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So, a simple question: what makes neon a gas; what makes water liquid; what makes plutonium-238 a solid at room temperature? Of course, the phase is determined by the excitation of the molecules, but what determines that excitation?

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It's all in the intermolecular forces (and the air pressure). Intermolecular forces are the forces of attraction and repulsion between molecules to neighboring particles. To understand how they determine physical properties like enthalpies of vaporization, fusion, etc..., you need to think about what states of matter are and how they affect the molecules. When you heat up water to a temperature (average kinetic energy) of 90 °C, the energy within the molecules isn't strong enough to overcome the intermolecular bonds (and the atmospheric pressure above the sample) and become a gas. However, it does have enough energy to overcome the bonds to a certain extent and thus can remain in a liquid state instead of in a solid state. This principle applies to any substance. In order for there to be a change in state of matter, the energy within the molecules has to overcome the intermolecular bonds and atmospheric pressure.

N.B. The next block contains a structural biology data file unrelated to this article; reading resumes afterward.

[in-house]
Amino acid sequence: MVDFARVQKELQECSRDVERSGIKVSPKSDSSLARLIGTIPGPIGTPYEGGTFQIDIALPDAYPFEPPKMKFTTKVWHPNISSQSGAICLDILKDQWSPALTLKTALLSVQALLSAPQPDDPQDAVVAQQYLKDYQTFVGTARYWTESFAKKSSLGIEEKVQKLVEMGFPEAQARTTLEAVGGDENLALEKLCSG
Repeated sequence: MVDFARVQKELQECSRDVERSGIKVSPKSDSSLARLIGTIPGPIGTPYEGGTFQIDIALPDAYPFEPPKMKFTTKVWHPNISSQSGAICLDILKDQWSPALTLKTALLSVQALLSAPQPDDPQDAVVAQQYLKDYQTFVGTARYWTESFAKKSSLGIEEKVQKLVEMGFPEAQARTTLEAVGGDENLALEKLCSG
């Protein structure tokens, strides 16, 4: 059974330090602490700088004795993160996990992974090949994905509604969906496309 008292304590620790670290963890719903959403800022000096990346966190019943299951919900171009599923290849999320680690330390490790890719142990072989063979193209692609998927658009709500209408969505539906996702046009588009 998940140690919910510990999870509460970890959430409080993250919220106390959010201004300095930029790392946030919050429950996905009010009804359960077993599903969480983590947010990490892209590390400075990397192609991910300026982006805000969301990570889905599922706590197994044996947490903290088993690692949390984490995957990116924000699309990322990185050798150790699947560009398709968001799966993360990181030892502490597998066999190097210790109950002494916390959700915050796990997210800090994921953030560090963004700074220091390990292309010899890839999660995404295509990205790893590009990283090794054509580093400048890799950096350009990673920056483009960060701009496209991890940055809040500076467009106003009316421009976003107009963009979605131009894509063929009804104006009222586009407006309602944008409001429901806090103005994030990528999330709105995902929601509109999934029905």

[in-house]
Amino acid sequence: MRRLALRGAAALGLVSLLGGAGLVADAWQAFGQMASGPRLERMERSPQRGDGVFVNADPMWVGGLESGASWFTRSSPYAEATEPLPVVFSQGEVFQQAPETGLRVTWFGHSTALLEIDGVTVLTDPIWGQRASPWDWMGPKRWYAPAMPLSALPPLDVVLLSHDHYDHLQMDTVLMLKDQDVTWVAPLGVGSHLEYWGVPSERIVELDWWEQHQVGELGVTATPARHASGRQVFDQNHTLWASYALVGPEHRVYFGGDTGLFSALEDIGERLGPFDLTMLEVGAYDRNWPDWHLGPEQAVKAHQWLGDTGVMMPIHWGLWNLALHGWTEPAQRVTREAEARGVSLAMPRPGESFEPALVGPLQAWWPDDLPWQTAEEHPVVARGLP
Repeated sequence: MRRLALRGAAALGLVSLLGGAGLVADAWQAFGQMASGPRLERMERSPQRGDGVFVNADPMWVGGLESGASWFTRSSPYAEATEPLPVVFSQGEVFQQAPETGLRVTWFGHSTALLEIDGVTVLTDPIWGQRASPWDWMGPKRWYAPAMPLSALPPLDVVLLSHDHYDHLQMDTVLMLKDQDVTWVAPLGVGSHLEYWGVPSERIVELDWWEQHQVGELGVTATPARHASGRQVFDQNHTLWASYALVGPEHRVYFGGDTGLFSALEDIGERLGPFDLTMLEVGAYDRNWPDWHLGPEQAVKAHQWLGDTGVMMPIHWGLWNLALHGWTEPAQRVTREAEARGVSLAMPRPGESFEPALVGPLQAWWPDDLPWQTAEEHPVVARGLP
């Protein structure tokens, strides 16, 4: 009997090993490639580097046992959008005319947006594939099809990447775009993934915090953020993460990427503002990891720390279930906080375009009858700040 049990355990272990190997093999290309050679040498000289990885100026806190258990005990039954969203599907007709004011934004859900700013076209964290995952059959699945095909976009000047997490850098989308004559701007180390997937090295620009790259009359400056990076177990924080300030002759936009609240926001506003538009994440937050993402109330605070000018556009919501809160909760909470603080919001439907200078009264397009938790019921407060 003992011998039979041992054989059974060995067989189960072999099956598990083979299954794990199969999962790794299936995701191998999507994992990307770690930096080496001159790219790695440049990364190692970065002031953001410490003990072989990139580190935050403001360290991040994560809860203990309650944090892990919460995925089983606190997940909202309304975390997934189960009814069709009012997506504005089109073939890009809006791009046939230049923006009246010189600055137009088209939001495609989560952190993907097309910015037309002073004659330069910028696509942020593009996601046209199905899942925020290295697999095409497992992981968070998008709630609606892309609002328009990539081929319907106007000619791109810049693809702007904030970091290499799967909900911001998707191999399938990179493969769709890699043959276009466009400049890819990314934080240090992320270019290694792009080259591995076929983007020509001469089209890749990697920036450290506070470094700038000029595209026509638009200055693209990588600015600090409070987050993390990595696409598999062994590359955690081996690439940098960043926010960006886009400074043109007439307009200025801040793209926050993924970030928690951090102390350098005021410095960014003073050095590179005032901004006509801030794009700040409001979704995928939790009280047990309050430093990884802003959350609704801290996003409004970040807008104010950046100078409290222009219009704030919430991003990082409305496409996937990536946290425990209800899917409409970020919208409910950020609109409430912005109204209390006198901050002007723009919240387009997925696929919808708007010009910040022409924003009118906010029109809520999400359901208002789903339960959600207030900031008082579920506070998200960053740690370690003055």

As mentioned several times above, another factor is the atmospheric pressure. A common experiment is to put water in a vacuum and watch it boil, something many first-time-experimenters wouldn't expect. The reason water is able to vaporize at room temperature is because it doesn't have the atmosphere to prevent it from vaporizing and therefore, in order to reach an equilibrium, the water is able to vaporize with much less energy than normally required at STP (standard temperature/pressure).

As a direct response to your question about neon, the reason that the noble gases are usually gases unless at extreme temperatures has to do with the weak intermolecular forces they have (van der Waals forces, or more specifically, london dispersion forces). Because the noble gases don't usually bond intramolecularly with anything else, including themselves, and have full energy levels, they have extremely weak intermolecular forces allowing them to almost always be in the gas phase.

I've listed some helpful links below if you want to take your research to the next step.

  1. http://en.wikipedia.org/wiki/Intermolecular_force
  2. http://wps.prenhall.com/esm_hillpetrucci_genchem_4/16/4219/1080299.cw/index.html
  3. http://www.youtube.com/watch?v=A30lguyG0WM
  4. http://chemed.chem.purdue.edu/genchem/topicreview/bp/intermol/intermol.html
  5. http://en.wikipedia.org/wiki/Van_der_Waals_force
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